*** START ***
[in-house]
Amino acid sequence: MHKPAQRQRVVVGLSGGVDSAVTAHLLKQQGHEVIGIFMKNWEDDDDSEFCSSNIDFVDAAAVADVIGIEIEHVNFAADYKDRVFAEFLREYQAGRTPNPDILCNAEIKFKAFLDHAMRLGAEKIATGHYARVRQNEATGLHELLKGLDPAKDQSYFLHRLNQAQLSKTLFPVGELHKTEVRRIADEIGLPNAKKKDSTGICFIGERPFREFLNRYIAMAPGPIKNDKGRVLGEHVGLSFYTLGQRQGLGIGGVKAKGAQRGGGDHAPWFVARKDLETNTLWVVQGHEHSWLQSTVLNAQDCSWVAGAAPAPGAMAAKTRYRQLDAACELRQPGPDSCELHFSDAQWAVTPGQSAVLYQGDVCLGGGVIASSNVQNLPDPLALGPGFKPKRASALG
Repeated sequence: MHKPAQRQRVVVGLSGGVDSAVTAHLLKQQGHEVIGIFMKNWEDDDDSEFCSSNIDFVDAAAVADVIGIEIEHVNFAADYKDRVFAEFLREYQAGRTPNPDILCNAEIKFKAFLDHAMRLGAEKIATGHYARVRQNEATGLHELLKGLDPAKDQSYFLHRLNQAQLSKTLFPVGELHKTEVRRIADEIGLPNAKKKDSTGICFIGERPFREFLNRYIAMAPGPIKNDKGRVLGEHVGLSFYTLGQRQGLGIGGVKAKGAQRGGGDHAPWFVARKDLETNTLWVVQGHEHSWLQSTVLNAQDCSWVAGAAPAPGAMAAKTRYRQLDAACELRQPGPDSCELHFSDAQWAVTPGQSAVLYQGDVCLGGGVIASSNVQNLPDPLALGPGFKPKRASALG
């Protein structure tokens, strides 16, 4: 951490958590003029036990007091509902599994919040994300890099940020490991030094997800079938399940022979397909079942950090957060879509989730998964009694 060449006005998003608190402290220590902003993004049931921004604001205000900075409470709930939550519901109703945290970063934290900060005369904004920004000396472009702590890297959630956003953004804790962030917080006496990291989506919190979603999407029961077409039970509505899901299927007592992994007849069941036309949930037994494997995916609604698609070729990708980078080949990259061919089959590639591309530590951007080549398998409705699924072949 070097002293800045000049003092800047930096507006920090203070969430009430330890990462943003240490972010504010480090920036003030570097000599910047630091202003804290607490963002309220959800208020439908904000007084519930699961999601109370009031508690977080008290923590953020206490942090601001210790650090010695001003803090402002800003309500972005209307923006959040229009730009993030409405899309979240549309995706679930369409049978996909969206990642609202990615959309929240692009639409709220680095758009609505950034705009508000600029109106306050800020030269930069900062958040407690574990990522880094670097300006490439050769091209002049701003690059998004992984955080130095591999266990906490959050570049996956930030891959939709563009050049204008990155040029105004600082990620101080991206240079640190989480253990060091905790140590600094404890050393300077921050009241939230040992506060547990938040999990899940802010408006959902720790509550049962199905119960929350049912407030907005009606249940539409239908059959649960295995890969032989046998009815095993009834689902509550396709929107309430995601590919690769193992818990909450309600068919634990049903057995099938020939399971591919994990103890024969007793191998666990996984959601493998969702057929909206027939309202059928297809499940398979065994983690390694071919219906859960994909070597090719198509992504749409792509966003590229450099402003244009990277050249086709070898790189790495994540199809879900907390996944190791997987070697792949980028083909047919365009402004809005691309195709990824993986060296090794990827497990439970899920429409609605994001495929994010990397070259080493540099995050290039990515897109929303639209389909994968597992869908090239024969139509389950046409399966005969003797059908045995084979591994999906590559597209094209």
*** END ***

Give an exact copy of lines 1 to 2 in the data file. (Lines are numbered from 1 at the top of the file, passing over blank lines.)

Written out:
[in-house]
Amino acid sequence: MHKPAQRQRVVVGLSGGVDSAVTAHLLKQQGHEVIGIFMKNWEDDDDSEFCSSNIDFVDAAAVADVIGIEIEHVNFAADYKDRVFAEFLREYQAGRTPNPDILCNAEIKFKAFLDHAMRLGAEKIATGHYARVRQNEATGLHELLKGLDPAKDQSYFLHRLNQAQLSKTLFPVGELHKTEVRRIADEIGLPNAKKKDSTGICFIGERPFREFLNRYIAMAPGPIKNDKGRVLGEHVGLSFYTLGQRQGLGIGGVKAKGAQRGGGDHAPWFVARKDLETNTLWVVQGHEHSWLQSTVLNAQDCSWVAGAAPAPGAMAAKTRYRQLDAACELRQPGPDSCELHFSDAQWAVTPGQSAVLYQGDVCLGGGVIASSNVQNLPDPLALGPGFKPKRASALG